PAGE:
Darfur Rebels Reject Deal

Two rebel factions from Darfur refused to sign a peace deal on Thursday, breaking a deadline set by the African Union to end the deadly three-year conflict. (Reuters)


Army Builders Accept Blame over Flooding

A report has concluded that New Orleans's levees were not built for a storm anywhere near the strength of Hurricane Katrina. (NY Times)


U.S. Blocking International Deal on Fighting Aids

The Bush administration, heavily influence by the Christian right, is blocking key proposals for a new United Nations package to combat Aids worldwide over the next five years because of its opposition to the distribution of condoms and needle exchanges and references to prostitutes, drug addicts and homosexuals. (The Guardian)


Watchdog Sounds EU Alarm over Spying On Press

European countries need to investigate whether journalists are being systematically spied upon by security agencies, a global press watchdog said on Thursday, citing cases in Germany, the Netherlands and Denmark. (Reuters)


Internet Suicides Rise in Japan

The number of Japanese people killing themselves in online death pacts rose alarmingly again last year. (The Guardian)


Iraq: Alas in Wonderland

Seen through the US and British looking glass, Iraq is soon to become a wondrous, happy place, and troop withdrawal is definitely in the cards. Yet the new Iraqi government is no more than a collection of sectarian fiefdoms masquerading as ministries, and the people are racing toward emerging fault lines. To all other tribulations must be added the specter of ethnic cleansing. (Asia Times)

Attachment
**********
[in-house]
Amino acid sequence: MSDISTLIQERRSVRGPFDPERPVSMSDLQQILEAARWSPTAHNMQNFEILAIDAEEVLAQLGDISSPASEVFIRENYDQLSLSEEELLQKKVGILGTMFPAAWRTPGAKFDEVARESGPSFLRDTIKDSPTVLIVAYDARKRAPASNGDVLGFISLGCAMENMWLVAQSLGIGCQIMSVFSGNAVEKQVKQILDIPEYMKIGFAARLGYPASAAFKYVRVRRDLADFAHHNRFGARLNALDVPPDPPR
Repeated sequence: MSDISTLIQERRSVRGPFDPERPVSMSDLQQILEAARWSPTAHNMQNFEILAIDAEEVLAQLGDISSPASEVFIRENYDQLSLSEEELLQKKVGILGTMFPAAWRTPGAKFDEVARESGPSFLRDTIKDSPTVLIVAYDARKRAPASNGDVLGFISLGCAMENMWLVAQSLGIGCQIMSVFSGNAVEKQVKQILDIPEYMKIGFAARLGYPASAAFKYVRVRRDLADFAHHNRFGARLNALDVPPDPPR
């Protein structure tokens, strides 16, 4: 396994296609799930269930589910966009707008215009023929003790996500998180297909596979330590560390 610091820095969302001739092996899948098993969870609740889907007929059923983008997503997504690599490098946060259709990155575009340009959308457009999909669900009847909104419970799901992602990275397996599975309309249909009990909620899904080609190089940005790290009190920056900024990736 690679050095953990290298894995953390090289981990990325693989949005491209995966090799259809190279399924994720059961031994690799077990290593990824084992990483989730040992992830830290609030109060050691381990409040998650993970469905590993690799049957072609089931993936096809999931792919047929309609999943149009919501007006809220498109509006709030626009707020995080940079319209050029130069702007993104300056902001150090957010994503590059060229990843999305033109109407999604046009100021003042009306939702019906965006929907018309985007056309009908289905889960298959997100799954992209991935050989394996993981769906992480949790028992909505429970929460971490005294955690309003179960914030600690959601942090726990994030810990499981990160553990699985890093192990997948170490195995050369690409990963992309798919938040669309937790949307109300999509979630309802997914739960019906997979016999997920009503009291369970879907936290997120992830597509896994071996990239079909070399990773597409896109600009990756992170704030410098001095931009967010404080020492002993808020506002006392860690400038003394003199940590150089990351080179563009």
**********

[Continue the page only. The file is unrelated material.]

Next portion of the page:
Chernobyl's Lesson

A State's Lies Threaten its People and its Sovereignty. (Washington Post)

Khmer Rouge Trial

Nearly 30 years ago, horrible carnage took place in Cambodia at the hands of the Khmer Rouge under the leadership of Pol Pot. The death toll resulting from forced labor, torture and other atrocities is estimated at about 1.7 million. (Asahi Shimbun)

SUV Imperialism

Big cars -- and the riot after a recent convoy crash -- show what's wrong with U.S. and NATO efforts in Afghanistan. (LA Times)

Why The Fluffy Rice Plan on Iran is About Getting Europe To Act Tough

Some think sitting down over sweet tea and pistachios would give Iran prestige. (The London Times)

US-Iran: Possible Deal, Possible Confrontation

The US administration's proposals to the Iranian government regarding its willingness to negotiate Tehran's nuclear file and its regional policies come as a preliminary step, either for bargaining or confrontation. It was, as US Secretary of State Condoleezza Rice put it, "not a big deal". (Al Hayat)

The Insider Daily Investigative Report (DIR) is a summary of major news articles and broadcasts relating to investigative news, including international terrorism and developments in Iraq. The DIR is edited daily from foreign and U.S. sources by Chris Isham, Hoda Osman and Ellen Gustafson of the ABC News Investigative Unit. The views expressed here do not necessarily reflect those of ABCNEWS.